• Stand out strength of millennial leaders
    • Morparia: Confidence & Swagger, with a bit of respect – articulate,
    • Noshir: curiosity, to learn about external world & themselves (Self-awareness is key. IQ gets you job, EQ gets you growth. Learning is life-long)
  • Shortcomings:
    • Vineet: Need patience, perseverance, commitment & investment – But they are bright, full of ideas. (A generation so distracted, courtesy high IQ to world around them to gadgets, they may come across as hot patient or committed. We may be wrong too)
  • Striking feature of millennial generation
    • Sanjiv: Sense of Purpose. Focus on society, environment, country, but from amibition perspective it is self-actualization. Me factor. ‘I & my own brand’. A paradox! (This is classic #I2We2He. I don’t sense as a paradox. Self actualization & giving back can come from my brand, as long as it comes with a sense of detachment? While this generation is perhaps more driven, they are less about I/Me/Mine?)
    • Morparia: My/Company purpose (this generation do not identify with company as we did. And rightly so?! For it moves from #I2We only. This gen is identifying with #I2We2He, He being Divine Consciousness!)
  • Millennial in traditional organizations
    • Mariwala: Choose organizations rightly. (Can’t agree more. Mismatch in culture, organizational Vs personal, is at the core of issues we find in executive coaching. We tend to join based on role, and related factors. We should join choose organizations based on culture-compatibility. Moreover, this generation is not as desperate as we were! If we make a wrong choice, it may be prudent to evaluate options & see if it pays in the long run to stay on. It may…
    • With so much change/disruption around, do organizations have an option not to change? Ostrich-like?)
  • Difference between traditional & millennial leadership
    • Sablok: From resource-constraint to unlimited resources. Hence need to influence people. Managing to influencing! (Earlier it was considered as you move up the ladder we need more people-management skills. But as she rightly points out, it starts early. How would you do that? Sharpen Emotional Intelligence. Do we teach them at B-school or elsewhere?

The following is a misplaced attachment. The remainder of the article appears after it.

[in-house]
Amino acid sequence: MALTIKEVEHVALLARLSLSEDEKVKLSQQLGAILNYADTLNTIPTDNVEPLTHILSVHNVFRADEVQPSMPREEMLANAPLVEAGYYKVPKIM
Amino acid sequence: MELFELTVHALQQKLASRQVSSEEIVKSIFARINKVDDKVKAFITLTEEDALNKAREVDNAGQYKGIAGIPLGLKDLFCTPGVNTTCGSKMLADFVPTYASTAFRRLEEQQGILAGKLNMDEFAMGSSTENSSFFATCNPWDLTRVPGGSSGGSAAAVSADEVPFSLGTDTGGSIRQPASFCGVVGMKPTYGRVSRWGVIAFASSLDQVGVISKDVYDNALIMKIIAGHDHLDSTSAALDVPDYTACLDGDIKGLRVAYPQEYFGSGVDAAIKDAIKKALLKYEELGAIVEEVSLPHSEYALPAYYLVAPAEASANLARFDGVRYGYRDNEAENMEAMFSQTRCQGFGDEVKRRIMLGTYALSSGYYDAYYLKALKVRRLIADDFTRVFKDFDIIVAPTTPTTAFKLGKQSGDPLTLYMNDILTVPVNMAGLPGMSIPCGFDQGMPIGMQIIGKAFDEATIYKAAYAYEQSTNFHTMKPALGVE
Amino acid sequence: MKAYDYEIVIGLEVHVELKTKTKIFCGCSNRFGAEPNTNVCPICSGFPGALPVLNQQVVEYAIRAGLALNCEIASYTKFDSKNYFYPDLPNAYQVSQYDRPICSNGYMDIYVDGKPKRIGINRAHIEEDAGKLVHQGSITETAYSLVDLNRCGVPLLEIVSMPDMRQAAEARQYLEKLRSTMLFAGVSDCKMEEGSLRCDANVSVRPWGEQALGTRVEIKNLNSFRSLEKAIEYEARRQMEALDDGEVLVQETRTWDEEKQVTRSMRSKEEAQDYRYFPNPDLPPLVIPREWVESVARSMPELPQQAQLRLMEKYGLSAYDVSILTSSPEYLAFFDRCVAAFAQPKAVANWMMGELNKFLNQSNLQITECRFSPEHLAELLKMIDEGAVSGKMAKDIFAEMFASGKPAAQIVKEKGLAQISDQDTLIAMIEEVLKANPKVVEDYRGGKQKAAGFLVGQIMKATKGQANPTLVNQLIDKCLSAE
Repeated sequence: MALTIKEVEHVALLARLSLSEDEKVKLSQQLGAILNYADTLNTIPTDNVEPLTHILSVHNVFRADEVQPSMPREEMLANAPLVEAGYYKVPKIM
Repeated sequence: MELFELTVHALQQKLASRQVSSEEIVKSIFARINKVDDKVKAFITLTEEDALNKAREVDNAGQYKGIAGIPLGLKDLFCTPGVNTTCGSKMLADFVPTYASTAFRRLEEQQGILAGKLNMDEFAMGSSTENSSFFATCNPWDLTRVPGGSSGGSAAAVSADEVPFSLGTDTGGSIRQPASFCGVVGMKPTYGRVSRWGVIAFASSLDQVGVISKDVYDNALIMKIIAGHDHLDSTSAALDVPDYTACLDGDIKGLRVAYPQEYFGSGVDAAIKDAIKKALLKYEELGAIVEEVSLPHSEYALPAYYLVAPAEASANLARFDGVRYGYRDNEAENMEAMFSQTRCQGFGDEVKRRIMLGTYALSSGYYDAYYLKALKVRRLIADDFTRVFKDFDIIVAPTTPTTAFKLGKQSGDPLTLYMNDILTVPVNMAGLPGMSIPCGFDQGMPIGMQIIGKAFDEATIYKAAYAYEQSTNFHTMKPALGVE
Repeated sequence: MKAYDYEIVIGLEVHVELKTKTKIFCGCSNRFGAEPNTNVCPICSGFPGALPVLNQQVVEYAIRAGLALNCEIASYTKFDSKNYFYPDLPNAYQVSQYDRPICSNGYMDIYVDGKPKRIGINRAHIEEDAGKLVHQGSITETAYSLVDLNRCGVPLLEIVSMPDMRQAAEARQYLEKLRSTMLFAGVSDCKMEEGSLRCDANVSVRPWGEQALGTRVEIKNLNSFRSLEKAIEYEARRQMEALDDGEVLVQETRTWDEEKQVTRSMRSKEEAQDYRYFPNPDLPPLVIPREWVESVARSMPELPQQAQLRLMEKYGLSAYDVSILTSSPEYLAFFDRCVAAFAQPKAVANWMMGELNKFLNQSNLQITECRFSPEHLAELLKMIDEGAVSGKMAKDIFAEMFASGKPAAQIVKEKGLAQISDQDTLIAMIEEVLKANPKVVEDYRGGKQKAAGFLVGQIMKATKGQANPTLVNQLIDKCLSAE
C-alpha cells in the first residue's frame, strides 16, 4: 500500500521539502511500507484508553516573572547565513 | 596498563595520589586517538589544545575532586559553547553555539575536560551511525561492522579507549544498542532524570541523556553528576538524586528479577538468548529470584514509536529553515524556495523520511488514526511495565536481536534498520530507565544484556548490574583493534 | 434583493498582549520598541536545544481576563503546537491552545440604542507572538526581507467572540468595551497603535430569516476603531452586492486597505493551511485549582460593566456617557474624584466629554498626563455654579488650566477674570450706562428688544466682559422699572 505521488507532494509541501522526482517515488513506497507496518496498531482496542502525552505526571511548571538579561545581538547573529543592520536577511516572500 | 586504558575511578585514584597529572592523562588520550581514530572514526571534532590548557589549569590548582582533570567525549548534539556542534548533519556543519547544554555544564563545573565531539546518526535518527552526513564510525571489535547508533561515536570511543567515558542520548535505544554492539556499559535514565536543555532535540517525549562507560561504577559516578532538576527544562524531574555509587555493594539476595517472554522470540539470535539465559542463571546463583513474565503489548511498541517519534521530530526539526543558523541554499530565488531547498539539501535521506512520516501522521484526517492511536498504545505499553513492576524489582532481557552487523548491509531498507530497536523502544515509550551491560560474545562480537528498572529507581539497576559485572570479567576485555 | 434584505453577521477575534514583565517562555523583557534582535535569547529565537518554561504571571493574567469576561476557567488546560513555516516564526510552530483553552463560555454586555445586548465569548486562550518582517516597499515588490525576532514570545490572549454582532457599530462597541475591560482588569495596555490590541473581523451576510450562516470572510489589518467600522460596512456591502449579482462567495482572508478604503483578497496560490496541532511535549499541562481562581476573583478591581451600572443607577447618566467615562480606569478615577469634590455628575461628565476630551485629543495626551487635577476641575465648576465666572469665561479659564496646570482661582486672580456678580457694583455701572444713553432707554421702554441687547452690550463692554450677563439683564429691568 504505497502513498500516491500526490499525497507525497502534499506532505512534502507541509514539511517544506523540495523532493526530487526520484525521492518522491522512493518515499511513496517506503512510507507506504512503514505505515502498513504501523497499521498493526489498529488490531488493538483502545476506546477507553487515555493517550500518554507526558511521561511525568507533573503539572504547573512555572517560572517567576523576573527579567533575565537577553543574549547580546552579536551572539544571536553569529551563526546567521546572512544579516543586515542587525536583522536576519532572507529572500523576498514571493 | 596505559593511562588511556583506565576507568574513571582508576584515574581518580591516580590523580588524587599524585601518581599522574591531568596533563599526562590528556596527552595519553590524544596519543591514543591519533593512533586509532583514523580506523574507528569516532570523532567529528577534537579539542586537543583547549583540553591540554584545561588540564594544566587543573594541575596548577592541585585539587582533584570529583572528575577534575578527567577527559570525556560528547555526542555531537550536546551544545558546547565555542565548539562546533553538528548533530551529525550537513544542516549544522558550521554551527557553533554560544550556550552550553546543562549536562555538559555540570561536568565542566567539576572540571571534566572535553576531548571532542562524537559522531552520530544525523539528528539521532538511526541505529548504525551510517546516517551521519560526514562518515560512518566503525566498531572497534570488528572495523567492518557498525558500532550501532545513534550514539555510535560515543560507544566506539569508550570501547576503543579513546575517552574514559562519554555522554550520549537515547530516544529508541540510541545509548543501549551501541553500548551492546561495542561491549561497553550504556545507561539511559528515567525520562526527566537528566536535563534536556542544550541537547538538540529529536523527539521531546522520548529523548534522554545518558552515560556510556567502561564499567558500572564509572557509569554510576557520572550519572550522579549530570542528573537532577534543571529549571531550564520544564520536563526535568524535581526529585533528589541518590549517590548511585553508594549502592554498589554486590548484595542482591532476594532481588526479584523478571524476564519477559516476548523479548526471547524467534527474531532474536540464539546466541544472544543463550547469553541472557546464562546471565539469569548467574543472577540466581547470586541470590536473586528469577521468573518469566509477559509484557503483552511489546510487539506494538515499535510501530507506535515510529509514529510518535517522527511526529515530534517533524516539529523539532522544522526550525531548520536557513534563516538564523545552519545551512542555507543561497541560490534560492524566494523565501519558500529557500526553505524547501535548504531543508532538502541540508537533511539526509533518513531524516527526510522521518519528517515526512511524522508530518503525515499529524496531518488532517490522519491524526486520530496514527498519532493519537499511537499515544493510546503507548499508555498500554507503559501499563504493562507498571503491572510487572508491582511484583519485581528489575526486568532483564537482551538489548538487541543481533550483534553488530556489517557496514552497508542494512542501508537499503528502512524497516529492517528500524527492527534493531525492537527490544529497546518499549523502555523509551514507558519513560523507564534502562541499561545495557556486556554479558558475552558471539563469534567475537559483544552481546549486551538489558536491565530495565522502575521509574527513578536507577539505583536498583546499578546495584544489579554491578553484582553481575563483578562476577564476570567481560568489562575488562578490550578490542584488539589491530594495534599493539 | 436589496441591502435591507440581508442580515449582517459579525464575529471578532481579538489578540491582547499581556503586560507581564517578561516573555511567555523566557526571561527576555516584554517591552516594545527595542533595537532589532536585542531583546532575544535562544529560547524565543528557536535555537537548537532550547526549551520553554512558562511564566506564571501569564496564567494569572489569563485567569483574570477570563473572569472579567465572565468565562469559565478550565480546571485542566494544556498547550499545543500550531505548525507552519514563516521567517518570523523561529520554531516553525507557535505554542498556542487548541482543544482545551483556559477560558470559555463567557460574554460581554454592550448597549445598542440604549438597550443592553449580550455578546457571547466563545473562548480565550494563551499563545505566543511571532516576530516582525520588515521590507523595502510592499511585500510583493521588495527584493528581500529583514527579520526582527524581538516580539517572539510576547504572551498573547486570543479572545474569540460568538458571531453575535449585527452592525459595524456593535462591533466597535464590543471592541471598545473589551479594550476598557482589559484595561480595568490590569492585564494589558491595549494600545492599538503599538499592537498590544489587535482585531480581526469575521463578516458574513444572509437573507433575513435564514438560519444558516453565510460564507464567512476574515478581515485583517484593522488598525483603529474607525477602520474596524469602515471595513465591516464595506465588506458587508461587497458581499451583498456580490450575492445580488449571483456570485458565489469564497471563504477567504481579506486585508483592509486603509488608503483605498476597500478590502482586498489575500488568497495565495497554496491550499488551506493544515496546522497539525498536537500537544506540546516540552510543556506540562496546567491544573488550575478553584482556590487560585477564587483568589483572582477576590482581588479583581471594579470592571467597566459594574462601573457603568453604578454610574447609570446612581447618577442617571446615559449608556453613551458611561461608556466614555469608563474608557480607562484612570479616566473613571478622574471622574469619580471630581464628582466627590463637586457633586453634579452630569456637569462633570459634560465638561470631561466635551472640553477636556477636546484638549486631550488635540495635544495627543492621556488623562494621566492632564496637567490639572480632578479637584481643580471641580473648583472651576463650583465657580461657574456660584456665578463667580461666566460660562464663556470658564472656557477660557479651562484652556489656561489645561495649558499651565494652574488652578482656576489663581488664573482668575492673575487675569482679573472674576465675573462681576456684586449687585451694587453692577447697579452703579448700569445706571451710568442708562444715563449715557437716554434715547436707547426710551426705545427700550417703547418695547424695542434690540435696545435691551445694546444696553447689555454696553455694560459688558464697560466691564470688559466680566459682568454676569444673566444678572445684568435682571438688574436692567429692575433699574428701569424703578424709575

• If we look at some of the old, big organizations, they were just managing resources. Are they ready for the evolving VUCA-type situation? Are they ready even for the millennial)?
  • Conflict between two generations of leaders?
    • Kaka: Build trust! (Spot on. Easier said than done? How much we trust each other in organizations, and even elsewhere? Building trust is one of coaching competencies. May be coaching has to be part of leadership, leadership development?)
  • How to mentor millennial leaders?
    • Mariwala: Build strengths (SWOT is out, StrengthFinder/variants thereof are in vogue. This generation is not satisfied with one mentor, but multiple mentors. For pure mentoring. Not good, old ‘telling’! Also, it will work if reverse-mentoring is part of process)
  • Good Vs Great leaders: What differentiates?
    • Kaka: Shift from giving advise to active sponsorship!
    • Mehta: traits of good leaders remain same, never will change
  1. Building trust
  2. Creating institutions
  3. Legacy

(Do we really look at these? Sadly our approach is myopic, driven by monthly, annual results! Millennial will change these. It may help to hire your leadership coach, very early on)

  • Nayar: Good leaders will get results, great leaders will find a purpose (one which is linked to #I2We2He?)
  • Purpose of Organization vs Individual
    • Mariwala: Both need to be in sync.

Great initiative by Economic Times and powerful report. So much to learn & reflect for all leaders.

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